Understand that the odds offered represent the likelihood of something happening. Yes, a 100/1 horse can win you £100 for every £1 you bet, but it is perceived to have only a 0.99% chance of winning. Use your head with every bet and try not to give away your hard earned cash to bookmakers by backing ‘dreams’ such as these.

The way that odds compound mean that you can have a better chance of winning big with a small stake if you place accumulator bets.

Odds & Accumulators

OK, you want to try and win £100. Well, backing that 100/1 horse just isn’t going to work….or it might only work 1 out of every 100 times you try it if all things were equal (which they aren’t).

If you see a horse priced at Evens (1/1) then you’ll have to bet £100 to win £100….risky. One way to try it might be to use the weight of how odds compound and back 3 horses to win in a Treble. If you have done your homework, and you can see 3 horses you fancy on any given day, at odds of 2/1, 6/1 and 4/1 respectively then a winning £1 treble will return £105 including your £1 stake.

How does that work???

Ok, you need all 3 horses to win, so it’s already going to be a long shot (but in my view not as long as 100/1 horse winning) – you place your £1 treble and watch the races. The first horse wins at 2/1 so you now have £3 riding on the 6/1 horse in the second race. This £3 is your £2 winnings plus your £1 stake. Your 6/1 horse wins, so you now have £21 (£18 winnings plus £3 stake) going on the 3rd horse at 4/1. This horse wins, and you trot to the bookmaker’s window to collect £105 (£104 winnings plus your £1 stake back).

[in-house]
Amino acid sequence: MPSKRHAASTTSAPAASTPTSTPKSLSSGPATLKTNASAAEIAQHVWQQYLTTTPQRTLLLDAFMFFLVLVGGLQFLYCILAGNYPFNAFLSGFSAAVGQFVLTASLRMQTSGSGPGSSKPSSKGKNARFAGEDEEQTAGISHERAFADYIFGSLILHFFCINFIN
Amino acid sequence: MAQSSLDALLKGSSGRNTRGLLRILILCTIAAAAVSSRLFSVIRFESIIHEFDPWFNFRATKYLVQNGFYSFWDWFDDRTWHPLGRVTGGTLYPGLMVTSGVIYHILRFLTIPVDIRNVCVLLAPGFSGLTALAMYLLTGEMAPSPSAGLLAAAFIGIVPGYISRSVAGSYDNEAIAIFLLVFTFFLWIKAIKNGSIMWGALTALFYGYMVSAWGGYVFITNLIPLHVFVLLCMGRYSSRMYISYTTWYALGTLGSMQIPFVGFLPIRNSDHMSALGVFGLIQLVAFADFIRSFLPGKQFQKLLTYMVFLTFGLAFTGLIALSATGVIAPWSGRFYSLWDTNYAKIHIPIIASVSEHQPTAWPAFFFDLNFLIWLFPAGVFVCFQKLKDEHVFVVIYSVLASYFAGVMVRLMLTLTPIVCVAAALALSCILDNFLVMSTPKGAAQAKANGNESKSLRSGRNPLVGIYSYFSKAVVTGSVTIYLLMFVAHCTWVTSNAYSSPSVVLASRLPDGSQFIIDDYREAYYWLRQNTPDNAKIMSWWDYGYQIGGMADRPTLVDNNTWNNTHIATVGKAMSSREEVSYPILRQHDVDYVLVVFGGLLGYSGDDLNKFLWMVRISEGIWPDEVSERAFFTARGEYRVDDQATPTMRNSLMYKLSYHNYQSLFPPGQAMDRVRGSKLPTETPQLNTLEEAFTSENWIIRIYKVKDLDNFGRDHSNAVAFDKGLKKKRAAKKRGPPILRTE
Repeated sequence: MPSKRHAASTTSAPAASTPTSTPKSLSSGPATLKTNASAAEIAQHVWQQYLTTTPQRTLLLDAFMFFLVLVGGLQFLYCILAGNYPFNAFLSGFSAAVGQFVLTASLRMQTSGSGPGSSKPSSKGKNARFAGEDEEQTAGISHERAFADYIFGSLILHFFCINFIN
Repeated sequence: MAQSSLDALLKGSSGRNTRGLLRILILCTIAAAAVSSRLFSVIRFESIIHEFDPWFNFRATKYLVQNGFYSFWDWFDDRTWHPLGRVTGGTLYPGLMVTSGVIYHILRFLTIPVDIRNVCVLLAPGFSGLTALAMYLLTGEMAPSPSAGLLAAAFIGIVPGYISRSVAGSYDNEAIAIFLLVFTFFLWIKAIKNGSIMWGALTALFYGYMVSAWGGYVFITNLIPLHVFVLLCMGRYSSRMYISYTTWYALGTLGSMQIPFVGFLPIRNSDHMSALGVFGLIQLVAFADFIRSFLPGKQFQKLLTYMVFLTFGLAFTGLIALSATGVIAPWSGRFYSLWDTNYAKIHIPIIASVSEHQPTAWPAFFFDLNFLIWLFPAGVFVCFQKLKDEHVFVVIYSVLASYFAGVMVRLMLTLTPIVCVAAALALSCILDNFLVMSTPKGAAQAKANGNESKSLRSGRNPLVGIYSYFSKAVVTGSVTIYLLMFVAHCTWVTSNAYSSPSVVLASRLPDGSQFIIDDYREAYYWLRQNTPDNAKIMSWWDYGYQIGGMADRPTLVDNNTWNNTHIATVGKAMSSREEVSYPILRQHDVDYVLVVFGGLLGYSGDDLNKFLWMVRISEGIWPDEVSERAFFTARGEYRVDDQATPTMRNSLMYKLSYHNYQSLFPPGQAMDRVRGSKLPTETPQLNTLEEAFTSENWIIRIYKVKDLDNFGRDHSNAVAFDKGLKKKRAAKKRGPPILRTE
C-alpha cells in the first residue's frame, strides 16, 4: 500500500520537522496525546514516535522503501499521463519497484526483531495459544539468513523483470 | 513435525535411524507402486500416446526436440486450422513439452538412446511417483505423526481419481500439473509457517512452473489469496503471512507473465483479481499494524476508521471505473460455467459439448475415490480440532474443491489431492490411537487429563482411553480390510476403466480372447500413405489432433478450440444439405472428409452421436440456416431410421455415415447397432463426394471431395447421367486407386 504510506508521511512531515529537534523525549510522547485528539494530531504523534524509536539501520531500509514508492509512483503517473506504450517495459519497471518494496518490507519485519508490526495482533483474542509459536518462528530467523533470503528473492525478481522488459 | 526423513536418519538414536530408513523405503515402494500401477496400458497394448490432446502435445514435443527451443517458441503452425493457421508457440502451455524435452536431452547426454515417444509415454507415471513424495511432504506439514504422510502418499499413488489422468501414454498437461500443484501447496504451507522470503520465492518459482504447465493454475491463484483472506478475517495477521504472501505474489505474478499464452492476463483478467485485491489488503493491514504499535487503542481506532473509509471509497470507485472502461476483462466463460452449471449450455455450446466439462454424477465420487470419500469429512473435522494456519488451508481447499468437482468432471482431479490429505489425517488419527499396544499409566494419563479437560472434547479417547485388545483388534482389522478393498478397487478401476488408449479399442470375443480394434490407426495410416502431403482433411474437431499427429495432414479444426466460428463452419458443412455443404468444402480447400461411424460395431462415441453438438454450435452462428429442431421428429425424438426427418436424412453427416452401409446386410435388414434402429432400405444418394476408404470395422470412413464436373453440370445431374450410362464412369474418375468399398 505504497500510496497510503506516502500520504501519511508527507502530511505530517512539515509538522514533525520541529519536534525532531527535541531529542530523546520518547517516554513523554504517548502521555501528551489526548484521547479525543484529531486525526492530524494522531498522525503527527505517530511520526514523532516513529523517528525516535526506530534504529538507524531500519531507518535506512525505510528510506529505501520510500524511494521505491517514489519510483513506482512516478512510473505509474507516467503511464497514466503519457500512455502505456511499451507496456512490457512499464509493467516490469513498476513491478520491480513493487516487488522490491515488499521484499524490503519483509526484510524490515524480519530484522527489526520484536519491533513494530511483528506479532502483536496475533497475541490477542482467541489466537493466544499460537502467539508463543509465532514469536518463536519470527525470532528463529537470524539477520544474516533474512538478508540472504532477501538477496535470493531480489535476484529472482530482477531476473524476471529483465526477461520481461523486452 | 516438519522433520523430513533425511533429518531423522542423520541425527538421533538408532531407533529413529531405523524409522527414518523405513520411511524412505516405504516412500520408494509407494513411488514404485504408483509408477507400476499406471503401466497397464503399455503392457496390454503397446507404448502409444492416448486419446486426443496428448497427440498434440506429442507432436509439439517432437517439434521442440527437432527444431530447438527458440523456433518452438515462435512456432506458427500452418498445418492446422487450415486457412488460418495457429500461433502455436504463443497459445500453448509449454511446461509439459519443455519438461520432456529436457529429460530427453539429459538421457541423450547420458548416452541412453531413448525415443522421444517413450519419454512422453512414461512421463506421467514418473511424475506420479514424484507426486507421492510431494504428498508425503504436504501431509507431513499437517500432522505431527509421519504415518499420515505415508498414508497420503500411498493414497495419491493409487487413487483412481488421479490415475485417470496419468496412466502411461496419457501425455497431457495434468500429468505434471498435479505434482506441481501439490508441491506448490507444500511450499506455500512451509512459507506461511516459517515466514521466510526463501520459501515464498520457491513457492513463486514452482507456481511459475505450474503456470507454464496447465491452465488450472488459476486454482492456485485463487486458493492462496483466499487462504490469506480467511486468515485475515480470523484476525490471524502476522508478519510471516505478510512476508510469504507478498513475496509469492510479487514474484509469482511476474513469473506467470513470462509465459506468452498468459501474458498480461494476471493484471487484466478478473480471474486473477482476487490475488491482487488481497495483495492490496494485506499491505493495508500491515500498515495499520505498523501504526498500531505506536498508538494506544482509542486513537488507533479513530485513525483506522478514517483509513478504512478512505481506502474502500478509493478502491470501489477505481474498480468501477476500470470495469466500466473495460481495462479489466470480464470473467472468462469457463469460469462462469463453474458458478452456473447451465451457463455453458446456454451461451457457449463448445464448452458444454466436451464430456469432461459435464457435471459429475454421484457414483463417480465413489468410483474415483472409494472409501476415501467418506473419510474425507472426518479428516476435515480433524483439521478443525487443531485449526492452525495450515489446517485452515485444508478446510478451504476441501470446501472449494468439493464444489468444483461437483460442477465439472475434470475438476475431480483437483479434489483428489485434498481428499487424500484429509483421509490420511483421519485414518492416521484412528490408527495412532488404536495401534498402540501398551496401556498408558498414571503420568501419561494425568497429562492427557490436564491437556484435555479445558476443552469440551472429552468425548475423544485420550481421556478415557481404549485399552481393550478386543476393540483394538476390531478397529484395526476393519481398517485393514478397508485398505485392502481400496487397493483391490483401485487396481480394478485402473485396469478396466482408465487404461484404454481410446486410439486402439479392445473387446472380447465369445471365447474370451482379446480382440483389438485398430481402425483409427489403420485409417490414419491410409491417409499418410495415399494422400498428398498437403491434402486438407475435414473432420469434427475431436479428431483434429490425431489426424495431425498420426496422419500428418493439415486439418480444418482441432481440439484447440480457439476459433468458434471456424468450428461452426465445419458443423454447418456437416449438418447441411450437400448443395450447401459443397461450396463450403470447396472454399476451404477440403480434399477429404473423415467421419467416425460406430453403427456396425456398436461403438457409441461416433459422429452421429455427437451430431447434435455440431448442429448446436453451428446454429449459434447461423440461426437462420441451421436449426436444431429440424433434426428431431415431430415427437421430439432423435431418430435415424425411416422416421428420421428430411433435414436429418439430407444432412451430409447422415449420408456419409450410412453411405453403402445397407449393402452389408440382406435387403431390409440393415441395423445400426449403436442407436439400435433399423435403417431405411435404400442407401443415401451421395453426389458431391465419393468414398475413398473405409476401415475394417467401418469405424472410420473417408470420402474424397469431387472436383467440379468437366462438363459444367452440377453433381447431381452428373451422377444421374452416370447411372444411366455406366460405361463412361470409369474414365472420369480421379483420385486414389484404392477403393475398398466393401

Decimal Odds Explained

More recently, and especially with the growth in popularity of online bookmakers (especially Betfair), decimal odds are being used more and more. Usually in a bookmakers shop you will see fractional odds on display, but an understanding of decimals is useful so that you know what you are doing the next time you come across them.

Decimals represent the amount of the return you will receive from your stake and include the stake itself. An Evens bet where you will win £1 for every £1 stake you place is shown in decimal odds as 2.0. A 4/1 bet where you will win £4 for every £1 you stake is shown as 5.0.

To quickly work out the winnings from a decimal odds bet, simply take 1 away from the decimal odds value and multiply the remainder by your stake. The 1 you take away is the value of your stake. So, if you see decimal odds of 10.0 then take 1 away (stake) and you have 9.0, so your winnings would be £9 if your stake was £1 and £90 if your stake was £10.

Odds on values in decimals are any value less than 2.0. A bet at 1.75 decimal odds will return 75p winnings to a £1 stake, plus your stake returned (£1.75 given back per £1 bet).